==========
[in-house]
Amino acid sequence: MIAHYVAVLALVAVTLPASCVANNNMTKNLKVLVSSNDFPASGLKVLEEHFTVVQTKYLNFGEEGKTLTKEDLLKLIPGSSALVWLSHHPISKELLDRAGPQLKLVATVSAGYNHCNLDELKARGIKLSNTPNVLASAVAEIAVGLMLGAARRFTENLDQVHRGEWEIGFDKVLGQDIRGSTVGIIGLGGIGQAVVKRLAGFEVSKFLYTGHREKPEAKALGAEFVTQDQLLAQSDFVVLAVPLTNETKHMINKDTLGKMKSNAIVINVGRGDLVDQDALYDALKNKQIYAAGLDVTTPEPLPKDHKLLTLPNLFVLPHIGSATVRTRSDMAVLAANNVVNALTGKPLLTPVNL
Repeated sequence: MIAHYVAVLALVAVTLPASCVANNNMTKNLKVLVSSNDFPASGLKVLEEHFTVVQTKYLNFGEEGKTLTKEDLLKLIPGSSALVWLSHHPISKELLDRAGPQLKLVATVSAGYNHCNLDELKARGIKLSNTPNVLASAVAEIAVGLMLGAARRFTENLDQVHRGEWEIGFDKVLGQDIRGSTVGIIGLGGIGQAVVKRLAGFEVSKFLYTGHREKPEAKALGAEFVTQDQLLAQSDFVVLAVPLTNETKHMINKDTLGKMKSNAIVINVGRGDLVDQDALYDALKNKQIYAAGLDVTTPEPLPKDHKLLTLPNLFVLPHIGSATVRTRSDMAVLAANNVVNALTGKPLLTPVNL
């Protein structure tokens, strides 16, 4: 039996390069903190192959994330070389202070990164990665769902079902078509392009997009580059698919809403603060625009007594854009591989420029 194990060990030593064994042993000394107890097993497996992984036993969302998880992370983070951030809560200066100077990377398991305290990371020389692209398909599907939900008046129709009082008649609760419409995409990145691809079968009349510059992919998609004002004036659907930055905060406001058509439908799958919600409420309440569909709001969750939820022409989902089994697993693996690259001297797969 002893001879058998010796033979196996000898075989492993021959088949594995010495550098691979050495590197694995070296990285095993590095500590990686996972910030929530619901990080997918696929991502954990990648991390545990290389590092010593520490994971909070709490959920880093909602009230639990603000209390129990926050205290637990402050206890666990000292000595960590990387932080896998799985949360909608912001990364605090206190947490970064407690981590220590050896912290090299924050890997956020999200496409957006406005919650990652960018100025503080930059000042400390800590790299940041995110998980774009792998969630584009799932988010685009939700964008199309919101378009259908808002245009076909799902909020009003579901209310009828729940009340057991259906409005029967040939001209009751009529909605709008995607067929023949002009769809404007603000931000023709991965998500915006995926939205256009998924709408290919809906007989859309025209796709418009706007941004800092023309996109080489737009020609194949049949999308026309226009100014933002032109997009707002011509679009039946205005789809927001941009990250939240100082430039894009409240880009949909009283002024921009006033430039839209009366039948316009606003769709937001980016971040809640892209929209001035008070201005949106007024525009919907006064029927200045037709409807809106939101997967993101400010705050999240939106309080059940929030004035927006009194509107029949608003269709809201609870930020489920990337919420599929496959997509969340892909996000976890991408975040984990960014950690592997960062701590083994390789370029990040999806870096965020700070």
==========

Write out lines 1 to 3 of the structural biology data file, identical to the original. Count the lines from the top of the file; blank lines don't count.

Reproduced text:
[in-house]
Amino acid sequence: MIAHYVAVLALVAVTLPASCVANNNMTKNLKVLVSSNDFPASGLKVLEEHFTVVQTKYLNFGEEGKTLTKEDLLKLIPGSSALVWLSHHPISKELLDRAGPQLKLVATVSAGYNHCNLDELKARGIKLSNTPNVLASAVAEIAVGLMLGAARRFTENLDQVHRGEWEIGFDKVLGQDIRGSTVGIIGLGGIGQAVVKRLAGFEVSKFLYTGHREKPEAKALGAEFVTQDQLLAQSDFVVLAVPLTNETKHMINKDTLGKMKSNAIVINVGRGDLVDQDALYDALKNKQIYAAGLDVTTPEPLPKDHKLLTLPNLFVLPHIGSATVRTRSDMAVLAANNVVNALTGKPLLTPVNL
Repeated sequence: MIAHYVAVLALVAVTLPASCVANNNMTKNLKVLVSSNDFPASGLKVLEEHFTVVQTKYLNFGEEGKTLTKEDLLKLIPGSSALVWLSHHPISKELLDRAGPQLKLVATVSAGYNHCNLDELKARGIKLSNTPNVLASAVAEIAVGLMLGAARRFTENLDQVHRGEWEIGFDKVLGQDIRGSTVGIIGLGGIGQAVVKRLAGFEVSKFLYTGHREKPEAKALGAEFVTQDQLLAQSDFVVLAVPLTNETKHMINKDTLGKMKSNAIVINVGRGDLVDQDALYDALKNKQIYAAGLDVTTPEPLPKDHKLLTLPNLFVLPHIGSATVRTRSDMAVLAANNVVNALTGKPLLTPVNL